With the first pick Monday in baseball’s amateur draft, the Twins will select a player who will require patience and might not justify it.
Whichever player they select, and for whatever reason they select him, the Twins and their fans need to be prepared for failure.
This is not the NBA draft. The top pick will not become a star within a year or two. And even in the NBA draft, there are abject failures taken at the top.
The Twins might pick a new version of Mark Appel or Tim Beckham, or a new version of Carlos Correa or Bryce Harper. What to remember today and in the years of development required to usher a top pick to the big leagues is this:
Making a bad pick, even at No. 1, is not fatal. It’s merely inconvenient.
The Astros had the first pick in the draft in 2012, 2013 and 2014. They have gotten big-league quality from just one of those picks, Correa, yet they have the best record in baseball.
The Twins frequently have made top-10 picks who have failed miserably and have followed with runs of big-league success.
The Twins chose Bryan Oelkers with the fourth pick in the 1982 draft, Tim Belcher with the first pick in 1983, Jay Bell with the eighth pick in 1984, Derek Parks with the 10th pick in 1986 and Willie Banks with the third pick 1987. None became impact players for the Twins, who nevertheless won the World Series in 1987 and ’91.
The Twins took two players projected to be star first basemen in the mid-90s — David McCarty with the third pick in 1991 and Travis Lee with the second pick in ’96. McCarty was a bust. Lee used a loophole to become a free agent and never played for the Twins.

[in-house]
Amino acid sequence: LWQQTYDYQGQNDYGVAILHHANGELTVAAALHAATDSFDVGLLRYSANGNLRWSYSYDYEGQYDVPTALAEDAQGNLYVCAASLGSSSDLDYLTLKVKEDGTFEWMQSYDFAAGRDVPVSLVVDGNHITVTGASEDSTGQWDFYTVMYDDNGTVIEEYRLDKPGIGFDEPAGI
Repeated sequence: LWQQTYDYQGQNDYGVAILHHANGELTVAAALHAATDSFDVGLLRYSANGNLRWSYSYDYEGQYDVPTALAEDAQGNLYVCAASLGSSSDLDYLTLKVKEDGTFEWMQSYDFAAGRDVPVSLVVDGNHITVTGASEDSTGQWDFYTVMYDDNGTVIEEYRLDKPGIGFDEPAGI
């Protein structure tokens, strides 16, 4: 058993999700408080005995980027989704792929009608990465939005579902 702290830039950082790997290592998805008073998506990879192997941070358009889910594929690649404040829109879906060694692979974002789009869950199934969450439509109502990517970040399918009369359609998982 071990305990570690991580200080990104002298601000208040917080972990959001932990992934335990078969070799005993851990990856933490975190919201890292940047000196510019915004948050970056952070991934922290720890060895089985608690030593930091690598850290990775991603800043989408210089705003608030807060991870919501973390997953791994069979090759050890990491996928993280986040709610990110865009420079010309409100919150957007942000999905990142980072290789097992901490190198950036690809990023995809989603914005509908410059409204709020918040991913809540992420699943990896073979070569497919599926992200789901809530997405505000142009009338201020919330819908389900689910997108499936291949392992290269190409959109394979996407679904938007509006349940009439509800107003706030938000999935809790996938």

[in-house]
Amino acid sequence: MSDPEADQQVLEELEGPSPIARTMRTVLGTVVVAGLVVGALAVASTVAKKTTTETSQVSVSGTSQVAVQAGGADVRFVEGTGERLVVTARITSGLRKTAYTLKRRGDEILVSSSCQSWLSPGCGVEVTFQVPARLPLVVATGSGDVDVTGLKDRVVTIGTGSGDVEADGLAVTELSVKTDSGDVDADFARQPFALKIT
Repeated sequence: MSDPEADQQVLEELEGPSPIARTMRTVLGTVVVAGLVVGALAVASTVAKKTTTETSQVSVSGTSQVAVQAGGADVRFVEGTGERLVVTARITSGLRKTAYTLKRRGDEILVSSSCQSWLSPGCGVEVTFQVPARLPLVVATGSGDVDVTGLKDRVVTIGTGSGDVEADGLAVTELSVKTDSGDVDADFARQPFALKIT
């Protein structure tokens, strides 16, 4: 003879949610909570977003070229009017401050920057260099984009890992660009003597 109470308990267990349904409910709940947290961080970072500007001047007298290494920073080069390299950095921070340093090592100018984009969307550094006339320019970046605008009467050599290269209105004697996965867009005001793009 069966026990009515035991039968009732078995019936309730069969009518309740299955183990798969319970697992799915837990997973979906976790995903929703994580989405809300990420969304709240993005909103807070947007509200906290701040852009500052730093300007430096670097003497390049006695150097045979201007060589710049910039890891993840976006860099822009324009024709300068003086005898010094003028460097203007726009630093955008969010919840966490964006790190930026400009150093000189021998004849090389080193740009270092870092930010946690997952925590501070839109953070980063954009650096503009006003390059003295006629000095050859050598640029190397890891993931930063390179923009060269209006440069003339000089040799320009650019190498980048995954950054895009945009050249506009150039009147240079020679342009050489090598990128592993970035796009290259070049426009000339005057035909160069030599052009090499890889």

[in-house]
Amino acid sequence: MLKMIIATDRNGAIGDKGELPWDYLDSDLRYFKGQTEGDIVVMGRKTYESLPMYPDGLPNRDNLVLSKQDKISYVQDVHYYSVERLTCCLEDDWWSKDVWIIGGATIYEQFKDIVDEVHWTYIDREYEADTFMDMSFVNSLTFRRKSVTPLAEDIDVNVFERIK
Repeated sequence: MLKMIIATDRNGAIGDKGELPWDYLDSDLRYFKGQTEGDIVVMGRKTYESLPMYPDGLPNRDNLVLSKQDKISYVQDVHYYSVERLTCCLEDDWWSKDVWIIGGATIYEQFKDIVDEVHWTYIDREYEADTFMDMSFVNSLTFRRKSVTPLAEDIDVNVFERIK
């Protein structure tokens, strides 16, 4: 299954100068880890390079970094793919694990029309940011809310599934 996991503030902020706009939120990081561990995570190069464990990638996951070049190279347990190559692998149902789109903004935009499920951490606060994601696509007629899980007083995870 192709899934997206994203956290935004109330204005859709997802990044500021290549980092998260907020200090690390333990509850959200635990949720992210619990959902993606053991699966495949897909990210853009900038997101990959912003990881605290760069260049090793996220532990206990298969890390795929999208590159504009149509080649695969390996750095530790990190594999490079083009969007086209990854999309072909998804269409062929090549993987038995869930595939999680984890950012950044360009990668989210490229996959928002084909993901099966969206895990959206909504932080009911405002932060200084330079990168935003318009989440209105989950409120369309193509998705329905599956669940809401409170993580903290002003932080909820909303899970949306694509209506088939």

Those failures might have contributed to the Twins’ eight consecutive losing seasons, from 1993 to 2000. Those failures also paved the way for less-heralded but far better draft picks.
Their fifth-round pick in 1995, Doug Mientkiewicz, wound up joining the wave of young players who turned around the franchise, and he was succeeded by a third-round pick in 1999 named Justin Morneau, who became an American League MVP.
From 1976 through 2011, the Twins chose 14 players with top-10 picks. Only two became impact players for them — Joe Mauer (drafted in 2001) and Michael Cuddyer (1997).
Despite that terrible .143 batting average, the Twins won big in ’87 by developing exceptional position players and an ace in Frank Viola and trading for Bert Blyleven. They won again in ’91 with the same key position players, trading Viola for Kevin Tapani and Rick Aguilera, the surprising rise of fourth-round draft pick Scott Erickson and the signing of Jack Morris.
From 1994 to 2000, the Twins selected Todd Walker, Ryan Mills, B.J. Garbe and Adam Johnson with top-10 picks. Those failures didn’t keep them from putting together a decade of excellence in the 2000s, because of the success of lower-drafted players and key trades.
The lesson here is that succeeding with high draft picks is the simplest way to win, but it’s not the only route.
If the Twins miss on the 2017 first overall pick, which is quite possible, they will have to make up for the mistake with a lower draft pick, or a trade, or a free-agent signing.
And even if they take a player today who is eventually successful, the wait for him to become a big-league star might be excruciating.
This is the essence of the baseball draft and Major League Baseball itself, the only major team sport without a clock:
You need to be prepared to wait, which is good preparation for needing to wait even more.